DOD's cyberspace defender

As chief cyber defender of the Defense Department's networks, Maj. Gen. J. David Bryan understands better than most that the best offense is a good defense.

Bryan is commander of the U.S. Strategic Command's Joint Task Force-Computer Network Operations — a group responsible for defending all DOD networks from attack and initiating cyberattacks when instructed by the president or the secretary of Defense.

Bryan would not say whether or not the United States has ever initiated a cyberattack, but he did say that it's important to strike a balance between the organization's dual missions and the consequences of failing at either.

"Offensive [cyber] capabilities are important, and if they failed, we would be embarrassed, but the nation would not be at risk," said Bryan, who also serves as vice director of the Defense Information Systems Agency. "But if we fail on defense, the nation would be at risk... and we are an [information technology]-dependent nation."

The Joint Task Force-Computer Network Operations was formally established in April 2001 — replacing the Joint Task Force-Computer Network Defense — when it also assumed responsibility for computer network attacks. Coupled with the ongoing war on terrorism and the fluid nature of technology, that transition has forced Bryan to accept change as a part of his job and his life.

"One constant in life is change, and that characteristic applies here," he said.

The increasing sophistication of hackers requires the joint task force to remain focused on the day's top threats while also planning for the future, and that is reflected in Bryan's near-term priorities:

n Improving the ability to see intruders in real time and getting real-time attribution of their source IP.

n Seeing DOD networks in real time across the department's Global Information Grid.

n Coordinating an immediate response to intrusions with more timely and accurate reporting tools.

The global war on terrorism has increased the worldwide demands on the joint task force, and its ability to "support multiple combatant commanders has really been put to the test," he said.

Still, he is proud that in less than two years, the group took DOD's "stovepiped, unintegrated, non-deconflicted and largely theoretical [computer network attack capabilities] through the planning phases and into a new operational reality," he said. "We've gone from a lot of theoretical talk to presenting real options to the president and [Defense] secretary."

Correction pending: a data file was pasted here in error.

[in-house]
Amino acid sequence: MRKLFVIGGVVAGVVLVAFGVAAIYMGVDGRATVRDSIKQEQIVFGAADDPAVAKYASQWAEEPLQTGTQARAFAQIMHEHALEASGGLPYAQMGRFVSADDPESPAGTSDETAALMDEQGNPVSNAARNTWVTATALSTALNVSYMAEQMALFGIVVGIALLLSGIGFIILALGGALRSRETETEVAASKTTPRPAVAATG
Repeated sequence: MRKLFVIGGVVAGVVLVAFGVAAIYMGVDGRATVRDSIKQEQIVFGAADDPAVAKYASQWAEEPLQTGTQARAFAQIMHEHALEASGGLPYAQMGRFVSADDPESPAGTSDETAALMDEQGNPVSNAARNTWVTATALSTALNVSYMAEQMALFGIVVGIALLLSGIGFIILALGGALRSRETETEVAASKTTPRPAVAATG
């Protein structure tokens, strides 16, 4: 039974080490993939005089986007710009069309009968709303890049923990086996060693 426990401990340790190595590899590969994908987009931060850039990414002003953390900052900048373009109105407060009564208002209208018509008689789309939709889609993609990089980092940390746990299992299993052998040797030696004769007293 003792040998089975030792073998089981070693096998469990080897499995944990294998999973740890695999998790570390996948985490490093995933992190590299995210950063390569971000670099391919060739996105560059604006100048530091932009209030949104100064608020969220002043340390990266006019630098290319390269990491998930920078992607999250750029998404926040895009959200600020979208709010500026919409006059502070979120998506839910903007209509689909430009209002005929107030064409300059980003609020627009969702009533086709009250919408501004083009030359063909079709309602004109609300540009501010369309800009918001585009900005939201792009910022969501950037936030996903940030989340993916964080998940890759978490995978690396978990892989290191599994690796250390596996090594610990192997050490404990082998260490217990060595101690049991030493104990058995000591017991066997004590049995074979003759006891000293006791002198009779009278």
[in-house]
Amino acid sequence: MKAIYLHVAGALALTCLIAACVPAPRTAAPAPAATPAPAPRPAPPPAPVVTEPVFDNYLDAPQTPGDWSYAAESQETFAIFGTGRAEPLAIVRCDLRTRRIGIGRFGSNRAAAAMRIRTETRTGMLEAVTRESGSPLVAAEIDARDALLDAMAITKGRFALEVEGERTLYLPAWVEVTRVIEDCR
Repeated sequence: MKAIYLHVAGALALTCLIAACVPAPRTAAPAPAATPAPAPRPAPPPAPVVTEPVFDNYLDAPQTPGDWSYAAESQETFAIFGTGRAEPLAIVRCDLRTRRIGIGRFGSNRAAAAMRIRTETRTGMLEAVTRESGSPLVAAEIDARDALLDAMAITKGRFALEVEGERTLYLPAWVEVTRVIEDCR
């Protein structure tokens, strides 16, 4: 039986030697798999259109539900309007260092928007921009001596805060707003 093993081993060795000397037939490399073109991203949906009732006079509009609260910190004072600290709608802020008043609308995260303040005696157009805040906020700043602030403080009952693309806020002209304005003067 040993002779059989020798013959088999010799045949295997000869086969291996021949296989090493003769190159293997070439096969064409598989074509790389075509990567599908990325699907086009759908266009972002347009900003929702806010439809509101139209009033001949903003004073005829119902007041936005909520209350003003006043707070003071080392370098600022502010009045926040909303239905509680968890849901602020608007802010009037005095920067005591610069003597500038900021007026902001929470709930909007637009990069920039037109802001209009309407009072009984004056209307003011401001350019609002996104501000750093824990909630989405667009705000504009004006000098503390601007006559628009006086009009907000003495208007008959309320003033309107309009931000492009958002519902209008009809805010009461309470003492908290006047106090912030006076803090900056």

When it comes to defensive measures, Bryan said the joint task force's response to last month's Slammer worm, which exploited vulnerabilities in Microsoft Corp.'s SQL Server 2000 database software, was another successful real-world test.

DOD has about 3 million computers divided into about 12,000 enclaves, and each enclave typically has at least one SQL server. Of those, only about 200 servers were affected, thanks to the speedy response of Bryan's full-time watch staff, he said.

"We detected the activity at our gateways in less than 10 minutes," Bryan said. "Two years ago, that would have taken hours or days. The command duty officer was authorized to take actions to defend ourselves immediately...and within an hour, the situation was under control."

One of Bryan's pet projects is a network security tool called the Therminator, which is being developed by DOD, the National Security Agency and Lancope Inc. The tool produces a graphical representation of network traffic that allows information security workers to recognize the impact of cyberattacks in real time.

Bryan recently saw a demonstration of Therminator's beta software and was pleased with the results. With current network monitoring tools, "when you see the spike, you're already in trouble," but the Therminator can alert administrators before the increase in traffic occurs, Bryan said.

David Ford, the project's joint research coordinator, said the general has motivated him to remain in government work.

"He is inspiring to work for. One can sense that he truly cares about the guy on the battlefield trying to 'get the call through,' " Ford said. "I would never let him down."

Outside the office, Bryan's wife and three children take center stage. "My No. 1 priority is my family," he said. And now, Bryan said, his heart is with his oldest daughter, a newlywed whose husband is in an American tank battalion in Kuwait.

With Bryan watching over DOD's networks and his son-in-law positioned on the front lines, the nation's defenses are in good hands. n

The J. David Bryan file Title: Bryan is commander of the Joint Task Force-Computer Network Operations and vice director of the Defense Information Systems Agency. Education: Bachelor's degree in secondary education, Jacksonville State University; master's degree in adult education, North Carolina State University. Hobbies: Spending time with his wife and three children, working to start up a new church, playing guitar in a church musical group and golf. Quote: "This community of interest [in the Defense Department] is probably one of the most important and lowest visibility entities in the country. What gets me going every day are these wonderful people."

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